Apple argues UK competition watchdog had “no power” to launch probe
By Sam Tobin
LONDON (Reuters) – Technology giant Apple on Friday told a London tribunal that Britain’s competition watchdog had “no power” to launch a probe into its mobile browsers because it did so too late.
The Competition and Markets Authority (CMA) opened a full investigation in November into cloud gaming and mobile browsers over concerns about restrictions by iPhone-maker Apple, as well as by Google.
Apple filed an appeal in January at the Competition Appeal Tribunal in London and argues the investigation is “invalid”.
Its lawyer Timothy Otty said on Friday that the market investigation should by law have been opened last June at the same time as the CMA published a report on mobile ecosystems, which found the two tech giants had an “effective duopoly”.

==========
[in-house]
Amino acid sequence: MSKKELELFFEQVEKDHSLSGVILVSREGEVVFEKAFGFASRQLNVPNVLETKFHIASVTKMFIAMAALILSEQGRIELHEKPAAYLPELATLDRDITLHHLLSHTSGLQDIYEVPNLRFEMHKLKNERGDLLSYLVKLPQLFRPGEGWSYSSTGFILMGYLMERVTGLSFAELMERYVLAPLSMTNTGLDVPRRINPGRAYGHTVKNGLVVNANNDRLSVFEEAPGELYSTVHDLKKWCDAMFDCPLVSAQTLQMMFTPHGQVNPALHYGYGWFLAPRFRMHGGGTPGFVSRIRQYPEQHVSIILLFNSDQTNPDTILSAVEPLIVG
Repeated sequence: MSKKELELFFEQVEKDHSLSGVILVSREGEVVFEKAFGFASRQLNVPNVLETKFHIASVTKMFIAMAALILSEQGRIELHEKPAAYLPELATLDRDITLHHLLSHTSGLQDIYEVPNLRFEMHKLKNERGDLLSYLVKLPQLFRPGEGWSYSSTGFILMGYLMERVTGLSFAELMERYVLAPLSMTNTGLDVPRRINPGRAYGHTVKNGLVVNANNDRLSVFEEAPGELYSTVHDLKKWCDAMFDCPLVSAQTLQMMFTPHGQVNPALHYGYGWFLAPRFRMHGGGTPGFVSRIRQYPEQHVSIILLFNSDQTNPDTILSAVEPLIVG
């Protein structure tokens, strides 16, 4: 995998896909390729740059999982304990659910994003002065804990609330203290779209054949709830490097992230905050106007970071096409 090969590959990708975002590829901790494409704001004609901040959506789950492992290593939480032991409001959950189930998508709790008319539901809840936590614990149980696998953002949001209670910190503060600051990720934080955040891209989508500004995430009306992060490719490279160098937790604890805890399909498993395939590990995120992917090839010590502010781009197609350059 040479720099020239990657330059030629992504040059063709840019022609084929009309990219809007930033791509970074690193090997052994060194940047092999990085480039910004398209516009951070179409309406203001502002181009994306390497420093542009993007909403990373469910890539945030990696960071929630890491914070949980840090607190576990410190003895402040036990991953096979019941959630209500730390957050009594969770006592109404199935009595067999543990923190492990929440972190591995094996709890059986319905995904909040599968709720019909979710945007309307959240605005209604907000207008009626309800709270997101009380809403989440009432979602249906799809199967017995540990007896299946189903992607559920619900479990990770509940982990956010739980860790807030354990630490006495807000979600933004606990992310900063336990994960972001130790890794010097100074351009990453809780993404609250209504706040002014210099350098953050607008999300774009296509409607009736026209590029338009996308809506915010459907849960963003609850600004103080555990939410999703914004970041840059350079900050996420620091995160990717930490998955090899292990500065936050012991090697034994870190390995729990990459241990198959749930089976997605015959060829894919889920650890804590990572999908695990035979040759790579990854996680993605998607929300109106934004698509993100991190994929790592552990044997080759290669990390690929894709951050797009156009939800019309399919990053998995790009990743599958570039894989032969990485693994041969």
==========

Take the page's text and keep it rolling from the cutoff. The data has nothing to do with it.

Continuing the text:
He added in court filings that Apple has “suffered serious prejudice” as a result of the CMA’s decision, having “had to repeatedly divert management time and technical resources away from its business activities”.
However, the CMA’s lawyer James Eadie said the watchdog had complied with the legal time limits, because it initially decided not to open an investigation in December 2021.
He argued in court filings that a ruling that the investigation is invalid would cause “significant prejudice to the public interest … which outweighs any burden shouldered by Apple”.
“A finding of invalidity would terminate the market investigation and leave unaddressed the CMA’s concerns about the lack of competition for mobile browsers and cloud gaming,” Eadie added.
Friday’s hearing took place on the same day that the CMA said it was extending the deadline for its analysis and review into Apple’s terms and conditions for app developers until May.
(Reporting by Sam Tobin; Editing by Christina Fincher)